Daniella Fishman, Staffwriter |
As the impact of COVID-19 continues to influence every community, SUNY Oneonta’s Theatre Department is still reeling from the mass cancellations of their plays. With performances such as “Once Upon a Mattress” and “I and You” originally set to open after spring break, directors and cast members are heartbroken due to the early conclusion of their shows.
Andrew Kahl, Chair of the Theatre Department, describes the mass cancelations as “absolutely devastating,” saying that he has never seen so many shows canceled at once in the theater world. News of SUNY Oneonta’s play cancelations broke on March 18 and left many students shocked. Kahl cites theatre as an “escape” from reality, and with it being “pulled away,” students and play-lovers alike are at a loss.
Kahl praised the theatre department for its seemingly easy transition into distance learning. With many teachers instructing through Zoom and other video modules, Kahl believes that this new way of teaching will undoubtedly transition into next semester’s physical instruction. With professors being forced into new modes of learning; they will retain these new skills for beneficial education. Kahl also credits the school for their supportive and conscious decisions in regard to the Theatre Department. He reminds students to remember that this will pass, to be patient and further take care of one another.
Professor Kiara Pipino was set to direct the upcoming play “Once Upon a Mattress” before the March 18 cancellation. The only time Pipino has seen this many cancellations was when Broadway closed after the events of 9/11. “Once Upon a Mattress” is technically suspended until next semester, however, there will need to be recasting as some of the show’s members are set to graduate this August. With the bulk of production work already done, the financial resources that will be available to them this semester might not be an option come the following semester.
Though the cancellations are upsetting, Pipino insists that they are important and that “safety is quintessential. There is no way to fully practice social distancing when it comes to theater, the casts cannot be 6ft apart, as they are always moving, talking and sweating in close proximity.” There was no other solution but to cancel the upcoming plays.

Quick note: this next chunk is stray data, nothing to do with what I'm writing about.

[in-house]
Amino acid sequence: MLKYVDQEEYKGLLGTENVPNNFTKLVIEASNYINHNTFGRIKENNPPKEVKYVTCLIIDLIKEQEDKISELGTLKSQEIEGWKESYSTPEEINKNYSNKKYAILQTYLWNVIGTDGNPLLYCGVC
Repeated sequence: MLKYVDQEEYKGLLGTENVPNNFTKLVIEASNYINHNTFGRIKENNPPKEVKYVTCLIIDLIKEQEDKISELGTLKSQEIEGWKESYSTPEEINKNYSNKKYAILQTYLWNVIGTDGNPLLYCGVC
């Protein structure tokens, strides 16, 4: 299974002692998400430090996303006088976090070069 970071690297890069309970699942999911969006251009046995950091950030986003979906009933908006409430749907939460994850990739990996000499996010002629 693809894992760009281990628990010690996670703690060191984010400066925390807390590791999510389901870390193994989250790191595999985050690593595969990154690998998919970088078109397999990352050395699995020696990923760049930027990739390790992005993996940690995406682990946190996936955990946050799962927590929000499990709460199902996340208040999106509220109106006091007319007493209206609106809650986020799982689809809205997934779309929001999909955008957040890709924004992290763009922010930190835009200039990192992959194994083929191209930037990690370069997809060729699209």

To preserve a sense of normalcy within her students’ lives, Pipino posts videos to the Mask and Hammer Facebook page every Sunday, keeping one of her much-beloved traditions alive, cooking for her students. While Pipino is not able to share her food with students, her videos teach them how to cook the food for themselves so they could enjoy along with her. Pipino believes that normalcy is important in these moments of uncertainty; she wants her students to remember to enjoy time to themselves saying, “Read a noneducational book, exercise, eat cake!”
Stephen Wilson, president of the Mask and Hammer Club, sat down with the State Times to share his opinion. He describes his fellow club members’ reactions to the cancelation as “heartbroken.” The student-directed play “I and You” was set to open March 26 and run until March 29. Unfortunately, some of the cast members were seniors and will not be able to perform the play after putting in many weeks of rehearsal and production.
After 13 years in the theater world, Wilson has never experienced anything like this and calls the experience “gutting.” Wilson hopes that “I and You” will have another chance to open this Fall. Wilson is happy with how the theatre department is handling the situation, and their communication with the student body has been “great.” To keep their camaraderie alive, Wilson told the State Times that the Mask and Hammer Club has hosted virtual meetings and game nights to keep their spirits high.